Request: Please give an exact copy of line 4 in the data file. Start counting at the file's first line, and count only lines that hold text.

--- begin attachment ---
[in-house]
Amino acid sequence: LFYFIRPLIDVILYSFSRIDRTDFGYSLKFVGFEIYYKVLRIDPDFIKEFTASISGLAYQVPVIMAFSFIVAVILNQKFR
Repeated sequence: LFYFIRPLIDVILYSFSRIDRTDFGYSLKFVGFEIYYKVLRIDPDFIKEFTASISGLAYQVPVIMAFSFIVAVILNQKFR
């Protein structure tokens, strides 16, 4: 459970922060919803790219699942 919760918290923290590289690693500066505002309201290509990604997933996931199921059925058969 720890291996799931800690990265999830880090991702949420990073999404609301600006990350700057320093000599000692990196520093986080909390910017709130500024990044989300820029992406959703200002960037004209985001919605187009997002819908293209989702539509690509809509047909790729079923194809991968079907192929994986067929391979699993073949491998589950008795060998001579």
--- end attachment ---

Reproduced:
């Protein structure tokens, strides 16, 4: 459970922060919803790219699942 919760918290923290590289690693500066505002309201290509990604997933996931199921059925058969 720890291996799931800690990265999830880090991702949420990073999404609301600006990350700057320093000599000692990196520093986080909390910017709130500024990044989300820029992406959703200002960037004209985001919605187009997002819908293209989702539509690509809509047909790729079923194809991968079907192929994986067929391979699993073949491998589950008795060998001579």